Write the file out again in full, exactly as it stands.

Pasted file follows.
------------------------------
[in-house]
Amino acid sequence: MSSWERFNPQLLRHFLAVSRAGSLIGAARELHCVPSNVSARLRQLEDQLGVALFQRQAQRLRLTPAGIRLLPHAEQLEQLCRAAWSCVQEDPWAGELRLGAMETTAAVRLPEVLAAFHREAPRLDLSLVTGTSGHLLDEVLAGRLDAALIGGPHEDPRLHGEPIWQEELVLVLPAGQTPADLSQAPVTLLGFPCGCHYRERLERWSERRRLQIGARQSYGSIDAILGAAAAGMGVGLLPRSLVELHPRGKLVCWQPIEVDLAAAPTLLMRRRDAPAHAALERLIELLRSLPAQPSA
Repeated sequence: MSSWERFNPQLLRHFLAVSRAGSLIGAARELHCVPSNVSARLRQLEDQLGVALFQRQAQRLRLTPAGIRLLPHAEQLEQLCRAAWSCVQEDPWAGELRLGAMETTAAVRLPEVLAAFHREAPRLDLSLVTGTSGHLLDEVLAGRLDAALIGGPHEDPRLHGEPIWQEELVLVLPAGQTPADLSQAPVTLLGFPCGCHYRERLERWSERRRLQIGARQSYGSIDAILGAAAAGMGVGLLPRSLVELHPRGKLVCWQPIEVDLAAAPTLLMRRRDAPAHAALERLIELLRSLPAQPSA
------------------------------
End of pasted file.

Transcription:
[in-house]
Amino acid sequence: MSSWERFNPQLLRHFLAVSRAGSLIGAARELHCVPSNVSARLRQLEDQLGVALFQRQAQRLRLTPAGIRLLPHAEQLEQLCRAAWSCVQEDPWAGELRLGAMETTAAVRLPEVLAAFHREAPRLDLSLVTGTSGHLLDEVLAGRLDAALIGGPHEDPRLHGEPIWQEELVLVLPAGQTPADLSQAPVTLLGFPCGCHYRERLERWSERRRLQIGARQSYGSIDAILGAAAAGMGVGLLPRSLVELHPRGKLVCWQPIEVDLAAAPTLLMRRRDAPAHAALERLIELLRSLPAQPSA
Repeated sequence: MSSWERFNPQLLRHFLAVSRAGSLIGAARELHCVPSNVSARLRQLEDQLGVALFQRQAQRLRLTPAGIRLLPHAEQLEQLCRAAWSCVQEDPWAGELRLGAMETTAAVRLPEVLAAFHREAPRLDLSLVTGTSGHLLDEVLAGRLDAALIGGPHEDPRLHGEPIWQEELVLVLPAGQTPADLSQAPVTLLGFPCGCHYRERLERWSERRRLQIGARQSYGSIDAILGAAAAGMGVGLLPRSLVELHPRGKLVCWQPIEVDLAAAPTLLMRRRDAPAHAALERLIELLRSLPAQPSA